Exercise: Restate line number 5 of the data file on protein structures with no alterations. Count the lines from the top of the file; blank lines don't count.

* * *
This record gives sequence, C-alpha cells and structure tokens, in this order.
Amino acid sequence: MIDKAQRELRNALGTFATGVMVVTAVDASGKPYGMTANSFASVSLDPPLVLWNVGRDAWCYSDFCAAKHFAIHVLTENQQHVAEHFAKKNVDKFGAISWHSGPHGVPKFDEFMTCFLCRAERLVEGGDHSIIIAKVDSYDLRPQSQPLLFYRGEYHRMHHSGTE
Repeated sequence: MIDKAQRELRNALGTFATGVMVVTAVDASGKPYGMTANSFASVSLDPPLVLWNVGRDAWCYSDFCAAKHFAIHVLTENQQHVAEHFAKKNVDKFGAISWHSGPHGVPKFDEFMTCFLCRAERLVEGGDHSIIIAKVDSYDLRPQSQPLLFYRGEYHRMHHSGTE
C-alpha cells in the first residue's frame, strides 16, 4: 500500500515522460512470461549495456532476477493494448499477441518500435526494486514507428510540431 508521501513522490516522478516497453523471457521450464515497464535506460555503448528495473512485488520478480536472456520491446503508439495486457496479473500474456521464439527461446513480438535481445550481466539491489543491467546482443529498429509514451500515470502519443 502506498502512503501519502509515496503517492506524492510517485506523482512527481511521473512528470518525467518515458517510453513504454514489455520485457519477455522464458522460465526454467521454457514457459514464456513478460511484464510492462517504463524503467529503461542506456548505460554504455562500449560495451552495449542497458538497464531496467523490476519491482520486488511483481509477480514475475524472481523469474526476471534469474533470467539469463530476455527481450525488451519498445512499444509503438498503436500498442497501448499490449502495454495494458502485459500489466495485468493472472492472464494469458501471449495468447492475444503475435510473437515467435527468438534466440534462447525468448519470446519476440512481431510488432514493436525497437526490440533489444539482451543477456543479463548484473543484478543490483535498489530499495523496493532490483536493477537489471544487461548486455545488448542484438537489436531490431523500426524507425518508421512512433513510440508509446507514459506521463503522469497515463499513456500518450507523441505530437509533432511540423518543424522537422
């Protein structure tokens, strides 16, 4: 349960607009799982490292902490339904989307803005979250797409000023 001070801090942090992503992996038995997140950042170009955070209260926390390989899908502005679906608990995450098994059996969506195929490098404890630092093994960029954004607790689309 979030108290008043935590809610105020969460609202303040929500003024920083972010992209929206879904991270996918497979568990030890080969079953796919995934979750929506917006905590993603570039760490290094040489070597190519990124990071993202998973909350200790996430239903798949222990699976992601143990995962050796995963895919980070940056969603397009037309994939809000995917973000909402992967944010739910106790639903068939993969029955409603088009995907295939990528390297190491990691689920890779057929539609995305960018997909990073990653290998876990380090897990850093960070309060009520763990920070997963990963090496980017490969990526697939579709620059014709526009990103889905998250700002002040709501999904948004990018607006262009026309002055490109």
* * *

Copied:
């Protein structure tokens, strides 16, 4: 349960607009799982490292902490339904989307803005979250797409000023 001070801090942090992503992996038995997140950042170009955070209260926390390989899908502005679906608990995450098994059996969506195929490098404890630092093994960029954004607790689309 979030108290008043935590809610105020969460609202303040929500003024920083972010992209929206879904991270996918497979568990030890080969079953796919995934979750929506917006905590993603570039760490290094040489070597190519990124990071993202998973909350200790996430239903798949222990699976992601143990995962050796995963895919980070940056969603397009037309994939809000995917973000909402992967944010739910106790639903068939993969029955409603088009995907295939990528390297190491990691689920890779057929539609995305960018997909990073990653290998876990380090897990850093960070309060009520763990920070997963990963090496980017490969990526697939579709620059014709526009990103889905998250700002002040709501999904948004990018607006262009026309002055490109």